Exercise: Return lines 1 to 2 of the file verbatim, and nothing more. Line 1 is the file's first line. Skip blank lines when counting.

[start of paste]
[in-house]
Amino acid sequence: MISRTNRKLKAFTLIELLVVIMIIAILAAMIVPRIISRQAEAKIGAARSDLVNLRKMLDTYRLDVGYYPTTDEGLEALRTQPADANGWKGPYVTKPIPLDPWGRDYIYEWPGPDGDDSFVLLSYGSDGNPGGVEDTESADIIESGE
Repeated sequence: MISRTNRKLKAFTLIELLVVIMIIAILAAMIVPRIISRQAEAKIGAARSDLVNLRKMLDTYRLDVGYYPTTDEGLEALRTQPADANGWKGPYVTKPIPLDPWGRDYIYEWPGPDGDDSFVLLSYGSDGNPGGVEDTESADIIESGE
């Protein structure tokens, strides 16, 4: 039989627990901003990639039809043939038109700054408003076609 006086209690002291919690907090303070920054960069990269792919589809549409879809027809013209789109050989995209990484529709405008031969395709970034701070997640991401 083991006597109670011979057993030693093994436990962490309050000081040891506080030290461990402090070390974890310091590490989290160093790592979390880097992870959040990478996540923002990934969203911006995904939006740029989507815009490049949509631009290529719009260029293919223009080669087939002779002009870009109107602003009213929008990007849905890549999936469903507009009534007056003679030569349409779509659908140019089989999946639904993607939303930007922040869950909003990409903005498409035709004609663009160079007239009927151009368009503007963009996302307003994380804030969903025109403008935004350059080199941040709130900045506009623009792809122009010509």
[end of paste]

[in-house]
Amino acid sequence: MISRTNRKLKAFTLIELLVVIMIIAILAAMIVPRIISRQAEAKIGAARSDLVNLRKMLDTYRLDVGYYPTTDEGLEALRTQPADANGWKGPYVTKPIPLDPWGRDYIYEWPGPDGDDSFVLLSYGSDGNPGGVEDTESADIIESGE